Clyde family erects cross - Catholic Courier
Santo Montemorano (left) and his wife Sylvia climb a hill that leads up toa 60-foot metal cross on their property in Clyde May 17. Santo Montemorano (left) and his wife Sylvia climb a hill that leads up toa 60-foot metal cross on their property in Clyde May 17.

Clyde family erects cross

A dream began to take shape in Santo Montemorano’s mind several decades ago while he was digging a gravel pit for his family’s gravel business in Clyde. The deep pit eventually would become a large pond next to a countryside hill, and he thought the hillside would be an ideal place to erect a cross in memory of his parents, Michael and Tina Montemorano, and in honor of Christ’s sacrifice for all of mankind.

"I had that in my mind all the while we were mining that lake," Santo Montemorano said.

It’s now been two years since that dream became a reality, and a 60-foot metal cross was erected on the hillside in the former quarry. The cross is visible from Lock Road in Clyde, and quite a few people stop along the road to look at it, he said.

"It’s really impressive. It reflects on the water, and it looks like it’s coming out of the water," he said.

Santo Montemorano had talked about the project for years, according to his son, Bob Montemorano.

"When I was a teenager, so 40 years ago, he would say, ‘We’re going to put something up there in honor of what my parents did and to remind you guys how you got here," Bob Montemorano recalled.

Several years ago, Bob Montemorano started researching ways to bring his father’s dream to fruition. He got in touch with Jim Potter, a Tennessee man who has helped design many of the large crosses that can be found along interstate highways throughout the country, and Potter and Tennessee-based Cornerstone Engineering Inc. provided the preliminary plans for the cross. The Montemoranos worked with a number of other local companies to finalize the plans and prepare the site. Many of the individuals and companies involved in both the planning and the construction phases of the project either donated their time or gave the Montemoranos substantial discounts, Bob Montemorano said.

The finished cross is made of steel covered by sheet metal, and weighs about eight tons. Once the 40-ton concrete foundation was complete and the base of the cross had been set securely, large cranes were used to drop the top portion of the cross into the base on Oct. 18, 2010. That October was one of the rainiest in recent memory, and the construction site received more than five inches of rain in the weeks leading up to the placement of the top of the cross, according to the Montemoranos.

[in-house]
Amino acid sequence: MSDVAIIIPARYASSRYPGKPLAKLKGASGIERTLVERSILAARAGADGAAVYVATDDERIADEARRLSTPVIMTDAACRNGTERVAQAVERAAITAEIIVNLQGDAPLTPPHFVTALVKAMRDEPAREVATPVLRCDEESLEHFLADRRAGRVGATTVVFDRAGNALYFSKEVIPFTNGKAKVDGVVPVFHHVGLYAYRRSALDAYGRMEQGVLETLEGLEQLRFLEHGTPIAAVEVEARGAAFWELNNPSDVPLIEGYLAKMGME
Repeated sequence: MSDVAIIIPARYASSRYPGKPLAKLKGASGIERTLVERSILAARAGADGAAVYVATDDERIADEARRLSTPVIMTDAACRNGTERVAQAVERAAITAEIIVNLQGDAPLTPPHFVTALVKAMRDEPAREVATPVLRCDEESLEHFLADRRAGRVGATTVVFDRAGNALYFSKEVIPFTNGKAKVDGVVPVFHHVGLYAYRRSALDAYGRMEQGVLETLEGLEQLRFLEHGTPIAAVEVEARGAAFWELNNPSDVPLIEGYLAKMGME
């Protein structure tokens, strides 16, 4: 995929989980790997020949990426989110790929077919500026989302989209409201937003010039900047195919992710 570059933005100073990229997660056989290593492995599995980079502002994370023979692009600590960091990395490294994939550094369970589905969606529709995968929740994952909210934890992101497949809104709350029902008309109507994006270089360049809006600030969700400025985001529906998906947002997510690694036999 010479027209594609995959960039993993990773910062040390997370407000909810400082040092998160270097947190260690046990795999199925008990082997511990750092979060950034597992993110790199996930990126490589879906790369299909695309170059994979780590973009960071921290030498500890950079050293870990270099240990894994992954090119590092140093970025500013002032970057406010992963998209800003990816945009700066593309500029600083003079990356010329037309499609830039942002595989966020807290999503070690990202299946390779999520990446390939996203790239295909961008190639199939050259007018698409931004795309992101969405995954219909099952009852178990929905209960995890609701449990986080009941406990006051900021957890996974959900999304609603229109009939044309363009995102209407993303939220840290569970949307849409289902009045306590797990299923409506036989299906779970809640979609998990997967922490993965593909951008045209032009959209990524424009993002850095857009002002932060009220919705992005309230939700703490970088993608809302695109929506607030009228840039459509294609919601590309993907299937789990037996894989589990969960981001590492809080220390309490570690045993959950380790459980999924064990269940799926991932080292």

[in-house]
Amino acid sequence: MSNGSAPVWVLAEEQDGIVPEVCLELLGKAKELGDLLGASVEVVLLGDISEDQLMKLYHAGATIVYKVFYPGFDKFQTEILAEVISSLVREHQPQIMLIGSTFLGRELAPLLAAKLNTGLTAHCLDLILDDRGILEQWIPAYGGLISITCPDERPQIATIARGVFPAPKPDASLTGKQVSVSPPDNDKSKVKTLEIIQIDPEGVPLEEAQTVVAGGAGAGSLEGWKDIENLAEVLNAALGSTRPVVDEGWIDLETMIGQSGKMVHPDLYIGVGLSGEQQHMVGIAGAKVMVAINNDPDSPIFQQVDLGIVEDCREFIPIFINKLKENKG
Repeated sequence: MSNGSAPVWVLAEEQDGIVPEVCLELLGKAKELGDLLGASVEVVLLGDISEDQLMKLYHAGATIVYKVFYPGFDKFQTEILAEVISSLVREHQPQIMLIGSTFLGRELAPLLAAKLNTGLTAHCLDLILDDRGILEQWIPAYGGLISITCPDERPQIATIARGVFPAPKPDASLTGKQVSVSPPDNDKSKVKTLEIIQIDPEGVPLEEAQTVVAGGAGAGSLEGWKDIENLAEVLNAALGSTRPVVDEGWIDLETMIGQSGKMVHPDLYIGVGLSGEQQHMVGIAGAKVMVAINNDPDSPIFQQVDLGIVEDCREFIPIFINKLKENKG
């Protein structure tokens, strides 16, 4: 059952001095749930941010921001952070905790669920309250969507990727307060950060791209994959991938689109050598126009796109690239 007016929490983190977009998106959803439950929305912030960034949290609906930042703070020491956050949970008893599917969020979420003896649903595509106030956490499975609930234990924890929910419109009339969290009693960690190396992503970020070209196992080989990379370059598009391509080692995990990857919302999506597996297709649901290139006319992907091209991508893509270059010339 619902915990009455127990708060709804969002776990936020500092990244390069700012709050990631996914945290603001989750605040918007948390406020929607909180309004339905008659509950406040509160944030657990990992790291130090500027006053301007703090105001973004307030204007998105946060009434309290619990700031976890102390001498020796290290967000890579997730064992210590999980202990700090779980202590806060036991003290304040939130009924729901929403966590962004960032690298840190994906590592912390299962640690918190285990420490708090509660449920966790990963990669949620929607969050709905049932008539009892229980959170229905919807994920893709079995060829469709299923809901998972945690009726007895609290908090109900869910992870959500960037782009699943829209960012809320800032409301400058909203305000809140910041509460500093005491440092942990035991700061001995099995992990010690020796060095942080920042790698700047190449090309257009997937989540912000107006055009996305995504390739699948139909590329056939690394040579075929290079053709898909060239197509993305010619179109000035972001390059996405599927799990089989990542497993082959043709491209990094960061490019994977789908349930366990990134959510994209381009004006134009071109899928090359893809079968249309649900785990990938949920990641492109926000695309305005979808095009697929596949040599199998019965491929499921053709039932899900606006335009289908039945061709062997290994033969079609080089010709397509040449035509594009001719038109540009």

"It was very wet. When you’re going up a hillside and trying to bring this much weight and metal up there and create shelves for trucks and cranes, it’s tough," Bob Montemorano said.

Bob Montemorano spread straw over the muddy hillside in an attempt to make things easier for the construction crews and their equipment. That plan worked beautifully until a welder’s stray spark landed on the straw underneath the cross, he recalled.

"The entire hill went up in flames. They thought it was some sort of thing from heaven. To this day they still talk about that," he said. "It was an eventful construction that none of us would ever care to go through again."

Erecting the cross was a complicated and challenging undertaking, but many of the Montemorano’s family members and neighbors pitched in and helped bring the project to completion.

"The people came out of the woodwork to help. There were 30 to 40 people without whom we probably couldn’t have pulled it off," Bob Montemorano said. "That’s how you do things like that. Everyone did what they could do, and all of a sudden it’s up and there it is. We were thunderstruck when we saw what we had done."

The cross is awe-inspiring, he said. It’s best viewed from across the pond, where the Montemoranos have put up a plaque explaining why they built the cross there. They built it in recognition of Michael and Tina Montemorano’s unwavering faith in God and their reliance on Jesus’ teachings to guide their daily lives as they immigrated, persevered and worked hard to successfully raise their family.

"It’s a reminder for us and future generations that we wouldn’t have gotten anywhere if our grandparents hadn’t had this faith-based approach to life. It’s gotten us through a lot of hard times. It’s a monument to Christ’s sacrifice, not a monument to my grandparents," Bob Montemorano said.

The cross now has graced that Clyde hillside for two years, but it still makes Bob Montemorano pause and reflect every time he passes it.

"It makes you think, what are you worried for? Every time you go by you have to look and it makes you think, you know, things aren’t so hard," he said. "If you’ve got somebody who was able to sacrifice that for you, what problems have you got?"

EDITOR’S NOTE: To learn more about the Montemorano’s cross, visit


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